just because most wasps may not last long enough to build all cells they want to
build. Nature is tough.)
Development of a Mud-Dauber Wasp
On early summer, we find another Mud-Dauber Wasp building mud cells on the wall outside our
We opened the cell and recorded the development of the wasp larva.
- We carefully collect one, open it and find one jumping spider and two smaller
wolf spiders inside. The jumper spider body sizes are 10mm. The two wolf
spiders size are 6mm. All spiders seem dead, or at lease not moving. We also
found a wasp egg which is yellow-orange in colour. The size is 3mm x1mm. The
egg is attached to the body of one of the spider. We carefully put it as
original inside a glass box to watch the wasp larva development. When not
watching, we cover the box with a card to keep the cell in darkness.
- Nothing changed except the egg becomes darker in colour.
- Segments can be seen on the egg. It has been changed into a larva,
although no head or legs can be seen. It is creamy yellow in colour. It
seems move a little bit. The spider body which attached to reduced a little
- It definitely becomes a larva. But no egg shell can be seen. The larva
grow very fast. It become 5mm in length and grey in colour. It had finish
the first spider which attached to. It start feeding on the second small spider. The
big spider has nothing change. Still not moving, no reduce in size.
- The larva become 8mm in length, white grey in colour. It feeds on all
spiders abdomen first. Now all spiders abdomen reduced to minimum. It start to
feed on the legs of the three spiders. It is quite active moving between the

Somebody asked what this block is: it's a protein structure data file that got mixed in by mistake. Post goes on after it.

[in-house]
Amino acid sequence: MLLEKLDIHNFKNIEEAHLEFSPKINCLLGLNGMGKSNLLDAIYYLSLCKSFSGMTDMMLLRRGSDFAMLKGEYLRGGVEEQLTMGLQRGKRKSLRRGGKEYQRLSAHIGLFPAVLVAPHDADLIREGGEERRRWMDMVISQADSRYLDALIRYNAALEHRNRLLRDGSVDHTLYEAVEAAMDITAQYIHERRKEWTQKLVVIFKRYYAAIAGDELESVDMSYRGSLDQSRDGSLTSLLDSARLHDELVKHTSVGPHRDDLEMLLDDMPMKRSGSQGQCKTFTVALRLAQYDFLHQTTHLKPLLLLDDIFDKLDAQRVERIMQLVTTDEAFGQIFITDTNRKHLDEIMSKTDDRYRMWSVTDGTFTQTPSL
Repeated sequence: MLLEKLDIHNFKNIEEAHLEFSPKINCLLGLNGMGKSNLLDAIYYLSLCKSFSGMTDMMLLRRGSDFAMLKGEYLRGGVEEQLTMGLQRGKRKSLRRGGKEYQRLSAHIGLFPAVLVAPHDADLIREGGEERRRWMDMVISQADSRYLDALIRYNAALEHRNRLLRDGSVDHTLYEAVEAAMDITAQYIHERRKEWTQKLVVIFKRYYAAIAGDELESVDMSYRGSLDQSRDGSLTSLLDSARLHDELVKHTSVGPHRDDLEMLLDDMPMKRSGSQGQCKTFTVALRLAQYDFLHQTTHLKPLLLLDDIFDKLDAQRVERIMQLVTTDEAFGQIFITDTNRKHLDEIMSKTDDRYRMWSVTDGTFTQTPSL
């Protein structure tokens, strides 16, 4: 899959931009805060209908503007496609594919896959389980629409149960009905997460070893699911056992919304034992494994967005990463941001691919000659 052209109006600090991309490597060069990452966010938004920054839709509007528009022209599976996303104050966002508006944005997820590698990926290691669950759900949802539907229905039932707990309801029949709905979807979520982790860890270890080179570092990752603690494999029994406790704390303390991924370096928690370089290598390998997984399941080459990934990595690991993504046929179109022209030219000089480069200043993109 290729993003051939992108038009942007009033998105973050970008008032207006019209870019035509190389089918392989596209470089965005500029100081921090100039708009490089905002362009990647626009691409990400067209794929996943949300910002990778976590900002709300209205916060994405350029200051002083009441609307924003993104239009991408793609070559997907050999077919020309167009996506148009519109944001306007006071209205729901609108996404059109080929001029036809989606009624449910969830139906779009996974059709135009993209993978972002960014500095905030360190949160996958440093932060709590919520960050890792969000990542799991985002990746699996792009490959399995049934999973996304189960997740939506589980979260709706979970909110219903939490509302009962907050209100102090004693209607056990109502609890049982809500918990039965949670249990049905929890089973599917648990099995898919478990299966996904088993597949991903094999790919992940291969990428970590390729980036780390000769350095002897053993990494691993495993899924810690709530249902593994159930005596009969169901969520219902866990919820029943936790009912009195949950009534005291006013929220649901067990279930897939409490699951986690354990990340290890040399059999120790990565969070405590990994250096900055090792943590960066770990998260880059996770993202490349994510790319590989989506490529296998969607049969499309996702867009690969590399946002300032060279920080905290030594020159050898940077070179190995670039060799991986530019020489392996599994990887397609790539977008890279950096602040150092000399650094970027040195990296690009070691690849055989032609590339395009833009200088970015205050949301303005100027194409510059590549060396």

three spiders' bodies.
- The Larva become 15mm in length, white in colour. It start to become a cocoon.
The cocoon is 15mm in length. It is white in colour and is transparent
- The cocoon becomes darker and darker in colour, we can see the wasp
- The wasp come out, we open the glass frame and let it come out. The body
length of the wasp is 22mm, black with yellow pattern on thorax and yellow
banding on abdomen. It has the very slender waist.
- We recorded another species of Potter Wasps, they look similar but build
different style of mud nest and capture caterpillars instead of spiders for
their young. More information on this page.
- We found another Mud-Dauber wasp S. laetum
which builds similar mud nest but with the extra embellishment on top,
detailed in this page.
- Initially we identified this wasp as Sceliphron laetum, Graeme Cocks in Townsville
send us email and advised that this wasp is Sceliphron formosum, as
in "Insects of Australia", the single mud nest is
attributed to S. formosum and a multiple mud nest with the extra
embellishment on top to S. laetum. We checked and agreed with Graeme.
Later we found the multiple mud nest wasp S.
laetum. Details please find in this page.
- 1. Scelephron
laetum, Mud Dauber Wasp - Insects of Townsville, Australia, Graeme Cocks, 2004
- 2. Wildlife
of Greater Brisbane - Ryan, Michelle (ed.), Queensland
Museum, Brisbane, 1995, p116
- 3. Wasps of the genus Sceliphron (Hymenoptera: Sphecidae) intercepted in New Zealand
- A. C. HARRIS Otago Museum, 1992
- 4. Insects
of Australia, CSIRO, Division of Entomology, Melbourne University
Press, 2nd Edition 1991, p 990.
- 5. Insects of Australia and New Zealand - R. J. Tillyard, Angus
& Robertson, Ltd, Sydney, 1926, p301.